On top of that, I’ve let some people that barely knew me get into my head, and sow seeds of doubt about my dark art, and whether it was “good” for me to be making it. Like, what if I was actually damaging other people’s psyches by it? What if I was using my talent to increase suffering in the world instead of alleviating it? Those are the kinds of questions I was asking myself, and of course it fucked up my connection with my inspiration, as self-doubt always does.
Coinciding with this new social circle that had opinions, I’ve encountered all sorts of expressive and intuitive artists who actively wanted to use art for good: paint brightly colored mandalas, angels, abstract art, and stuff like that. Somehow this style of “bright, colorful, abstract, expressive, spiritual” got conflated with “good” in my head, and then of course my own art became “not good enough” because it didn’t fit with that image.
I feel really stupid admitting now that I’ve ever listened to other people’s opinions and bought into their delusional worldview, and that I’ve let this trend of hippy art affect me so badly. People who know me see me as a person who does her own thing, regardless of what other people think. But, we all have our tender spots, and “saving the world” is mine. I was afraid to make my art for fear of hurting other people, so I wasn’t making any.
Thankfully, I no longer believe any of those things. Anyone can have opinions, but no one is a bigger authority on my own creative work than me. After all, I am creating my art for me, not for other people.
In the meantime while I wasn’t making my art, I attempted experimenting with mixed media art journaling and expressive painting just to keep something happening, and see if this hippy stuff will rub off on me. I hated almost every attempt—it just didn’t feel like “me”.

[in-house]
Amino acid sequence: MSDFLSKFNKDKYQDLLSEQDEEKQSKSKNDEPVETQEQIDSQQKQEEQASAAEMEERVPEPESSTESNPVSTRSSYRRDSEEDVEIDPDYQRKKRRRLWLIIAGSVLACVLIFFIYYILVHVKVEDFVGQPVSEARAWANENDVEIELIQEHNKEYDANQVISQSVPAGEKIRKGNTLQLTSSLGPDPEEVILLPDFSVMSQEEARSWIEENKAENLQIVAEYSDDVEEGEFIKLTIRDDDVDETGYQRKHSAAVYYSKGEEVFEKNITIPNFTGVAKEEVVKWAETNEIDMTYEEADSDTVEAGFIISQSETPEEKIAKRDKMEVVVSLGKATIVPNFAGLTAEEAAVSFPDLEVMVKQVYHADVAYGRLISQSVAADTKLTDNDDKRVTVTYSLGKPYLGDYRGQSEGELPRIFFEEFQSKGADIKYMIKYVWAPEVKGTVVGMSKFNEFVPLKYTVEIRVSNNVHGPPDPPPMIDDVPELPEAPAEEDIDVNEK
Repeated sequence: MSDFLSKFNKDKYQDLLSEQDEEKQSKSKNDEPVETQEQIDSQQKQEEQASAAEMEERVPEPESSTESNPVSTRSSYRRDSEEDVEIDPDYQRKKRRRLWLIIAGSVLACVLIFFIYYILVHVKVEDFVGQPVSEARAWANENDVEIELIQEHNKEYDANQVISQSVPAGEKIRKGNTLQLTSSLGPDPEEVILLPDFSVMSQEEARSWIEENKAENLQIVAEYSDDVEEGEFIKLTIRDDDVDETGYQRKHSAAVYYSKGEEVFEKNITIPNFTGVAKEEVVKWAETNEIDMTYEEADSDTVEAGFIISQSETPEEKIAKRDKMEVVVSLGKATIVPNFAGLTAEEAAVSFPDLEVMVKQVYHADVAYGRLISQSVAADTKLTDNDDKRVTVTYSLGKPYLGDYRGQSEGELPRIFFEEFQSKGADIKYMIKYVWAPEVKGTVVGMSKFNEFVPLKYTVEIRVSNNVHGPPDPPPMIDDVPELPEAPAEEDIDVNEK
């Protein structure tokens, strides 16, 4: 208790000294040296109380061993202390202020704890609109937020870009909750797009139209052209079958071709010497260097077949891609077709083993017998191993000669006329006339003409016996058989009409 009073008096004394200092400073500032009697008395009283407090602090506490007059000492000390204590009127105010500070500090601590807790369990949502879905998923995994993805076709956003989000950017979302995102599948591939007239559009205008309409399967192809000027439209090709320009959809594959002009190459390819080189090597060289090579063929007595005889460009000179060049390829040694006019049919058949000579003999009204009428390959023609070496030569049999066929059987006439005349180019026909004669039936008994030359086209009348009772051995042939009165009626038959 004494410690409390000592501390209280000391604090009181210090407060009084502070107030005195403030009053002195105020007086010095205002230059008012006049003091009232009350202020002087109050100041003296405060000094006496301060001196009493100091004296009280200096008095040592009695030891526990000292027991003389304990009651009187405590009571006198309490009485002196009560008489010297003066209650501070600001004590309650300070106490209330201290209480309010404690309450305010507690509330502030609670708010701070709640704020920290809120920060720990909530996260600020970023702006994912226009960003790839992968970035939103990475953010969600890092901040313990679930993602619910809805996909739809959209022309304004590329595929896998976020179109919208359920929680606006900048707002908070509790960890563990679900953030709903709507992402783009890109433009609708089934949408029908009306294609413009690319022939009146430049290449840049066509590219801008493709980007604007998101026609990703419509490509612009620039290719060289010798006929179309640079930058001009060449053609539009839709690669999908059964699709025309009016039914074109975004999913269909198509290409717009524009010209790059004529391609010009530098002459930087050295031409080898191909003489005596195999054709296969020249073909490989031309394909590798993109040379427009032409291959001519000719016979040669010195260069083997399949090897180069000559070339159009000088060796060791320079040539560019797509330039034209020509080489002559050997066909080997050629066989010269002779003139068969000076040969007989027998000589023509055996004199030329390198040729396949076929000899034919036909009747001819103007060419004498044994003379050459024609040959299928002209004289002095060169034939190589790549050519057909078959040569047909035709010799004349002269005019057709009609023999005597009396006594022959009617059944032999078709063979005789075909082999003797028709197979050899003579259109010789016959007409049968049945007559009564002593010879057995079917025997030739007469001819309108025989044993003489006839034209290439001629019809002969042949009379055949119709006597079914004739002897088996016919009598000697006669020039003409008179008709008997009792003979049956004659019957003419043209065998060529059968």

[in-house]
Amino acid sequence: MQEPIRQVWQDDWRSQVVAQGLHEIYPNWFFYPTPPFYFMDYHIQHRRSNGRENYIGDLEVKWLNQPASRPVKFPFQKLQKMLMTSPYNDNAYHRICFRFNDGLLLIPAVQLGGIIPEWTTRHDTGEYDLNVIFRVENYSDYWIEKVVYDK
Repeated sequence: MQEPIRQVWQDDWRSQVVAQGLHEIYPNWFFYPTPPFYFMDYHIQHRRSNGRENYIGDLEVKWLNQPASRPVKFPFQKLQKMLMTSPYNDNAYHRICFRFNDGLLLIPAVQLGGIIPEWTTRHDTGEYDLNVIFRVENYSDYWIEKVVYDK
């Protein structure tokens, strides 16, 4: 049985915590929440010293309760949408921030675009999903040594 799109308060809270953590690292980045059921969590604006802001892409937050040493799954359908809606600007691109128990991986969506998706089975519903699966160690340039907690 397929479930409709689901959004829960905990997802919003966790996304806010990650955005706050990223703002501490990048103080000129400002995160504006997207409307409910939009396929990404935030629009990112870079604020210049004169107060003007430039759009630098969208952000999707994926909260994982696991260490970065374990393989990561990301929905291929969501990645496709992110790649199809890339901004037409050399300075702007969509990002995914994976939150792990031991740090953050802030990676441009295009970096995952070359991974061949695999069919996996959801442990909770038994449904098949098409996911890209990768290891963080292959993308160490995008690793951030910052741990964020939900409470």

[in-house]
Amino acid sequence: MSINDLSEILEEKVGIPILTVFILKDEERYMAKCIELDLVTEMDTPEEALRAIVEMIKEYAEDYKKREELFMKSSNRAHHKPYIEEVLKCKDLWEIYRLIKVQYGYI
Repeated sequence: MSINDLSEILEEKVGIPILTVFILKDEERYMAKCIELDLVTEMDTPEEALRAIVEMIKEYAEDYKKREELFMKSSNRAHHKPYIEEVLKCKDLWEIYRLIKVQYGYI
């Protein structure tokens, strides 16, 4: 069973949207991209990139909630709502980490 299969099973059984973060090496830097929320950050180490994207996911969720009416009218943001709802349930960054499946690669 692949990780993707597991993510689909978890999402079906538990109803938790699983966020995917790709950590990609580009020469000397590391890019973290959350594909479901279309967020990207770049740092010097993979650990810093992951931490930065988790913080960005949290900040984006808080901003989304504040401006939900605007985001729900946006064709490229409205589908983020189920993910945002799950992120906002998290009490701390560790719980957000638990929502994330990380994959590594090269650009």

Watercolor and watercolor pencils in a sketchbook
Colored ink, gouache and colored pencils in a sketchbook
I was attracted to traditional mixed media for a long time, since I was curious how I could translate my digital mixed media skills into traditional form. The book by Ann Baldwin was my first introduction to it. I knew I wanted to incorporate those techniques into my work in some way, but I wasn’t sure how.
I looked at all those people doing colorful expressive abstract stuff, and whenever I tried a similar approach, I was disappointed. Most of those paintings were ugly (and I’ll never show them to anyone), but even if the finished piece did end up looking interesting, it didn’t feel right. That was not my next thing.
What this art journal experiment revealed to me is that I already know what I like, and what inspires me to create. I didn’t need to change my approach to creating art, because what I was doing was already working for me. I just needed to dedicate more focused time to art. Not just bits and pieces here and there for my sketchbook practice, but to reserve time on the weekends and slow days so I can work without interruption on my larger pieces.
And here are a few specific things that I’ve clarified for myself during my failed expressive painting attempts.
The way I work